Montserrat rises behind us as we tool around the Monsterrat Natural Park aboard the Triumph Thunderbird.
The “serrated mountain,” Montserrat cuts a distinctive profile in the Catalan horizon and is home to a Benedictine monastery, which houses the popular Shrine of Our Lady of Montserrat – a Black Madonna statue. (The Caribbean mountain island of the same name, famously abandoned due to catastrophic volcanic activity, was named after the original Catalan mount by none other than Christopher Columbus.) True believers make pilgrimages to Montserrat, many by foot. Our journey harbors less holy intentions, with our method of transport the unrepentant 1597cc and 85 horses of the Triumph Thunderbird.
Meandering through Barcelona’s metropolitan traffic our route sources the A-2 freeway. Luckily, the urban backdrop is soon shed on the C-55 highway before turning onto BP-1121 – the winding route up Montserrat. The road, and its pristine surface, gets progressively sharper and more picturesque as our T-Bird troop ascends the stone-faced mountain – the panoramic views punctuated by the sharp scrapes of stressed footpegs. Easily one of the most memorable and beautiful rides in my career.
Instead of taking the side road up to the actual monastery, we explore the surrounding Montserrat Natural Park. Riding immaculate roads through the late morning hours, our group heads southwest following a baffling, circuitous route through rural hills filled with wineries and pastures. The rustic country architecture and earthy colors awash in orange sunshine feels amazingly similar to the chaparral country of California. Had I been awakened blindfolded at our lunch stop, a non-descript winery, my first guess would be Sonoma, California, not Catalunya.
Riding hard through the final pastoral scenery, our return route hits the expected congestion of the city. European riders are enthusiastic lane-splitters, called filtering across the pond. The Thunderbird makes for a wide fit, but we charge forward splitting through traffic, wobbling handlebars around protruding side mirrors. The European drivers make it easy; either very cordial about the whole affair or, more likely, conditioned to the practice. Our greater challenges proves staying out of the way of fellow riders, as even more aggressive lane-splitting scooters shoot through gaps like impatient kamikazes.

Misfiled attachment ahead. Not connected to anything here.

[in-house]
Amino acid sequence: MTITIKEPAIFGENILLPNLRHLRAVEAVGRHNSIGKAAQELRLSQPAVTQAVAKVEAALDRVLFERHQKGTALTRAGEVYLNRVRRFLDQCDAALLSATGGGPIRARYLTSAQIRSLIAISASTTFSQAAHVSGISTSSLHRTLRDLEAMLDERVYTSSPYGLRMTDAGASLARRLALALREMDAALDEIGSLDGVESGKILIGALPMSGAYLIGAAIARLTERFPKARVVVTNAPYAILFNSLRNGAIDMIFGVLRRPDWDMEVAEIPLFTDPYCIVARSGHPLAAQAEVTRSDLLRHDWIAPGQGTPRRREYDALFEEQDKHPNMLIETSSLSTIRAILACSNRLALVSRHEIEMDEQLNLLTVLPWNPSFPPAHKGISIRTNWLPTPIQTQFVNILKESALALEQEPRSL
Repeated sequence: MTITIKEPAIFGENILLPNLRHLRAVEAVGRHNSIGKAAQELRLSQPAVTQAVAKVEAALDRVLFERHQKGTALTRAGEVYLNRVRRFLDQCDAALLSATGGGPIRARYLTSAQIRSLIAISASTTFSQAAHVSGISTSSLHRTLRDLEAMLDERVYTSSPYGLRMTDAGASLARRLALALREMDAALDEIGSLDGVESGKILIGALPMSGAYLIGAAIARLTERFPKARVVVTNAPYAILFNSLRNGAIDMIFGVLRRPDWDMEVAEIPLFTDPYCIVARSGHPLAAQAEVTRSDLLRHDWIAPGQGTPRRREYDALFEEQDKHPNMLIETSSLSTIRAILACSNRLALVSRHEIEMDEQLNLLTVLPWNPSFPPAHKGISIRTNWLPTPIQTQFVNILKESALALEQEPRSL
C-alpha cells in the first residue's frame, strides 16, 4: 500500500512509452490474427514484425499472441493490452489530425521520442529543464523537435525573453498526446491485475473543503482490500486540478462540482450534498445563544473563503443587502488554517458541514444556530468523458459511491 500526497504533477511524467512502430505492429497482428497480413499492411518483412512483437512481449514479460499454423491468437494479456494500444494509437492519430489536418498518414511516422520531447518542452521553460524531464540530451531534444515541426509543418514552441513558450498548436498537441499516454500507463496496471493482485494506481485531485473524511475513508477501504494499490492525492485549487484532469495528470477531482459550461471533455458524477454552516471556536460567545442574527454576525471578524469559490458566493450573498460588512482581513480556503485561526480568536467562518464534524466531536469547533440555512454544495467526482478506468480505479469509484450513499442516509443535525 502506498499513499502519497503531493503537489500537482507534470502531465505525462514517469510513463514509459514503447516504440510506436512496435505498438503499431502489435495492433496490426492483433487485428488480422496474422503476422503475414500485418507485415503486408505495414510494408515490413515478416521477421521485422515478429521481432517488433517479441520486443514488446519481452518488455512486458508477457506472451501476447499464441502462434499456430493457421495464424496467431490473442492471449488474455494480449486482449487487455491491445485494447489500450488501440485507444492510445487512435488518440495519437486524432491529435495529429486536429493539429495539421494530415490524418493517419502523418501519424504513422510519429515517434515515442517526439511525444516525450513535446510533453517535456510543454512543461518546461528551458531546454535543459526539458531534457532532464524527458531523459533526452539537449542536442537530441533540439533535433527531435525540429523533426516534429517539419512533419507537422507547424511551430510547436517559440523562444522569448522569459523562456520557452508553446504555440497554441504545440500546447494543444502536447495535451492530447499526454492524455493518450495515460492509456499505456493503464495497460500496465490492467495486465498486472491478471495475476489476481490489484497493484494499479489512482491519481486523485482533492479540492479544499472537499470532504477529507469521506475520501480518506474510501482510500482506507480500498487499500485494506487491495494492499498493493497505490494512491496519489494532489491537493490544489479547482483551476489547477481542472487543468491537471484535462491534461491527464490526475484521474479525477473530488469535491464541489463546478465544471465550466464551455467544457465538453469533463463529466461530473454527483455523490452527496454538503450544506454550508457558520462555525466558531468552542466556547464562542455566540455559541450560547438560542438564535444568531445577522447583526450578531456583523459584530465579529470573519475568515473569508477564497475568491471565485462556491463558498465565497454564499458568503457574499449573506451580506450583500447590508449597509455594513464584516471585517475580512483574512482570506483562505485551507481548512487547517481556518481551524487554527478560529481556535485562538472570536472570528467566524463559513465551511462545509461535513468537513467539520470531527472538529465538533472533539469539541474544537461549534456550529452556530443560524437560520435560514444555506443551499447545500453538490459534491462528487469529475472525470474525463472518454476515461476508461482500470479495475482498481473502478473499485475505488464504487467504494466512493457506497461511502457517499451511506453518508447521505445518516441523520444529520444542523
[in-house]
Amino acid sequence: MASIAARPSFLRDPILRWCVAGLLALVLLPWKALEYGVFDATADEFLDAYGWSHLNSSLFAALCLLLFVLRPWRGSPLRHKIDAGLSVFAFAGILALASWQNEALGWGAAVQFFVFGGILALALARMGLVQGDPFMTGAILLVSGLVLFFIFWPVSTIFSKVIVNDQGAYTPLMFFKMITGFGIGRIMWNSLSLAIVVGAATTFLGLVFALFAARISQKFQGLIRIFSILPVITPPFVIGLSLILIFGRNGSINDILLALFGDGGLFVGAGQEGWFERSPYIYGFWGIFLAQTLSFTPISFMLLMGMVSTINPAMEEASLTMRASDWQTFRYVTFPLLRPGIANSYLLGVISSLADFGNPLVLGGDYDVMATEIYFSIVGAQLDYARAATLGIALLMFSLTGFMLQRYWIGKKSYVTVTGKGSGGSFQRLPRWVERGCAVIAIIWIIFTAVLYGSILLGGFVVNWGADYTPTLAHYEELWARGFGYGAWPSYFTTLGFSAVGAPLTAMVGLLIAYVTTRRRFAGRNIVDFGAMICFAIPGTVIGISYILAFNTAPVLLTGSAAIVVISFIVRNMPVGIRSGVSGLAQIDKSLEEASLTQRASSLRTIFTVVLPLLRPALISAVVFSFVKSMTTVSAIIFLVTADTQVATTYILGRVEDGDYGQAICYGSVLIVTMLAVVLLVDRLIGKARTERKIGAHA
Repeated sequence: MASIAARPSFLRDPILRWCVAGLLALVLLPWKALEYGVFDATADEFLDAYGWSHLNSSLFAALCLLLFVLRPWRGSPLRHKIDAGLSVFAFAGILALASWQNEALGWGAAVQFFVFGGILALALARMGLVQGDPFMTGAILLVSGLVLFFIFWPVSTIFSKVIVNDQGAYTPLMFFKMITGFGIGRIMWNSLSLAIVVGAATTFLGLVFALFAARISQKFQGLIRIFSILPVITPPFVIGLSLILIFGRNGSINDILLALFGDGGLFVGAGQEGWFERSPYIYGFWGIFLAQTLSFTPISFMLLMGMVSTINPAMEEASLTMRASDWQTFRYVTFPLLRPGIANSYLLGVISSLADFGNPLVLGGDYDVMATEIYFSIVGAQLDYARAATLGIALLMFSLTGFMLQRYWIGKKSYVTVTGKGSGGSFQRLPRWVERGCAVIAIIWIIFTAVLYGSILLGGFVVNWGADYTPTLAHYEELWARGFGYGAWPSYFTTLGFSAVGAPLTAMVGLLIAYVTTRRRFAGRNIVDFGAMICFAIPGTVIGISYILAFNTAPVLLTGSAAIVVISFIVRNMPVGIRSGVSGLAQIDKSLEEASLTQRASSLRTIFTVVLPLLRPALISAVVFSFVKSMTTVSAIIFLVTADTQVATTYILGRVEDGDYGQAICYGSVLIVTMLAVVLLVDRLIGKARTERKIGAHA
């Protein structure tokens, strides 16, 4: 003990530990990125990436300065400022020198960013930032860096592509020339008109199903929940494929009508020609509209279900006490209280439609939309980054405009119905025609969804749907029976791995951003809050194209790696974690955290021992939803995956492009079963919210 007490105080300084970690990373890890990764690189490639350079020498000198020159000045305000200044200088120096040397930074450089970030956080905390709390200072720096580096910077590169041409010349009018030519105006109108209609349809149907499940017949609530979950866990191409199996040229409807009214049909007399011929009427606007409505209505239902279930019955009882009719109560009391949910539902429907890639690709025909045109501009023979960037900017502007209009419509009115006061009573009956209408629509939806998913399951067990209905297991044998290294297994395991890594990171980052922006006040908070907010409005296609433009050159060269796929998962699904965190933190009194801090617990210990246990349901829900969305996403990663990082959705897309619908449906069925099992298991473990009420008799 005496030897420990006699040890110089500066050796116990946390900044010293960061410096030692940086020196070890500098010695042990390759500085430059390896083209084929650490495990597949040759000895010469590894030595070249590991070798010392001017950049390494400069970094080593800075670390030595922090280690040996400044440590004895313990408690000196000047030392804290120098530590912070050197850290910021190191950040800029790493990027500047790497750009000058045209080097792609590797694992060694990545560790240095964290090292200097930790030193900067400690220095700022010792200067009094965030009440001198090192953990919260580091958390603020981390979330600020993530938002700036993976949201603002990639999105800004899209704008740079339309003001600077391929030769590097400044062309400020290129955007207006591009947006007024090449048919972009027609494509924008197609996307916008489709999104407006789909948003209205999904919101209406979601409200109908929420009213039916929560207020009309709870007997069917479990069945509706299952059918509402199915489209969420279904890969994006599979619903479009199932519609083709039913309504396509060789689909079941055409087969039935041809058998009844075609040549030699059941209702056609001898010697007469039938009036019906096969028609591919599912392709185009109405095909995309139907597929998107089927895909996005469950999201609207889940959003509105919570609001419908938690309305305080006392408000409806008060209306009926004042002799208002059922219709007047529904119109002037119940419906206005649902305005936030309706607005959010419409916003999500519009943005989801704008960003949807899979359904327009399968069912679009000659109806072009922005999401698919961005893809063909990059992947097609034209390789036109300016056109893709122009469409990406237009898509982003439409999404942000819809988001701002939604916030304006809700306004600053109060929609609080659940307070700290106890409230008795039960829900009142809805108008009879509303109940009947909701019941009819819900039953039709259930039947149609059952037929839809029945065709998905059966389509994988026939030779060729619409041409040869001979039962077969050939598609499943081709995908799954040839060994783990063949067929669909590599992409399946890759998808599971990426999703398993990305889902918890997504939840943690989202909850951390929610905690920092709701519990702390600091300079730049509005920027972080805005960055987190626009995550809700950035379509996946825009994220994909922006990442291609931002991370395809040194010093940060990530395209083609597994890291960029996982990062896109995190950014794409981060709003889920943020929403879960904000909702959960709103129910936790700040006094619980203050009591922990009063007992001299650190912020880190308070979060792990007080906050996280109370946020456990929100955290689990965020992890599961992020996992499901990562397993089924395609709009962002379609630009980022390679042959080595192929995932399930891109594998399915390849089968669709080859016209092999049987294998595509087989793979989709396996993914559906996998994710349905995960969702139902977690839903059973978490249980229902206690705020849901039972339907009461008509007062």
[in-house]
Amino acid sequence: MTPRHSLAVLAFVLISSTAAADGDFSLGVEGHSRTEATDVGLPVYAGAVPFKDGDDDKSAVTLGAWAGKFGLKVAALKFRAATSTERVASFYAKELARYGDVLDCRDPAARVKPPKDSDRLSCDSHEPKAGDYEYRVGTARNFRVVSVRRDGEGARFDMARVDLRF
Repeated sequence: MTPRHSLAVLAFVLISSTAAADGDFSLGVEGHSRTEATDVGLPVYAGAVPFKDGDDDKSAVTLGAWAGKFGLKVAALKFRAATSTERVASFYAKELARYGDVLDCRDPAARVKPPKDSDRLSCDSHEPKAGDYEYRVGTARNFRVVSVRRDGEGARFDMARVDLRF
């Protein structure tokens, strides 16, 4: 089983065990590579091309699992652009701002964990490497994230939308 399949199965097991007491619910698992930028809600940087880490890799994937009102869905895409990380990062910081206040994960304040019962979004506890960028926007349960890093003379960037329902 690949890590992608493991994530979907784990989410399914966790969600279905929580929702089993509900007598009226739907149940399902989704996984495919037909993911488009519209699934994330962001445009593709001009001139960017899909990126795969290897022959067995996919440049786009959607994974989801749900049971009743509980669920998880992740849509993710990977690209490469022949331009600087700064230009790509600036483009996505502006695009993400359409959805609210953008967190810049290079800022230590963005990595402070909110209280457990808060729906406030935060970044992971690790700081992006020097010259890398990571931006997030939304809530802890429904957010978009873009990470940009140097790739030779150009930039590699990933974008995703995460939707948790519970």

Pulling into the posh AB Skipper Hotel parking, our ride was far too short, as the sunny Catalunya countryside begs for more exploration. Yet the late afternoon requires a still jet-lagged siesta before a final evening tramping about the city.
Little anchovies fried up with a splash of lemon. I dare you not to eat 20 or so (left
Most know paella is a Spanish dish, and in Barcelona its absolutely delicious (right
Barcelona restaurants don’t stir to life until well past the early evening hours most Americans associate with supper time. Our party of journalists and Triumph execs wander up Las Ramblas again, this time cutting through the aforementioned narrow sidestreets of Barri Gotic. After an hour of navigating the labyrinth, we find a welcoming restaurant next to a medieval church. The furnishings are old, with the sickly hue of yellow light, yet it seems to portend an authentic culinary experience. Tapas bars are en vogue stateside, but we’ve found the real deal, ordering the entire tapas page for our sizable entourage. The evening meal is incredible, picking tasty bites from the numerous dishes: Salty anchovies, fried calamari, rich sausage, Serrano ham – the Spanish being fairly obsessed with all things porcine and ham in particular. Exhausting the plates, another round is ordered, the best of Round One. More octopus, briny muscles and, of course, succulent ham…. Also, more cervesa!
Pretty girls, 4 am, a couple dips from the bottle = blurry night time pictures, but very vivid memories!
Leaving the restaurant sated, the early morning hours require a stroll to the ocean-side clubs and restaurants. The festive mood lacks the desperation and gluttonous stimulus found in Vegas or other American meat markets. There’s no need to overindulge, just maintain the energy, riding the wave of the nightlife as surf breaks on the Barcelona beach behind. Above us, in the road, even now you can still hear the occasional buzz of scooters.
Sipping beer and stealing drags from cigarettes, the nightlife comedy strolls past while we perch at outdoor café tables. Young men sport wolfish grins while prowling the promenade. Rakish, pretty girls in heels pretend not to notice, returning flirtatious sidelong glances further down walk. Later a fight breaks out, a playful intermission of dramatic posturing more than any real danger. Soon the procession continues, more wolfish grins, more girls in heels – more people watching.
It’s Friday morning 4 a.m. and the Barcelona night blurs into bright colors, music, cool ocean air. No. I’m not tired at all…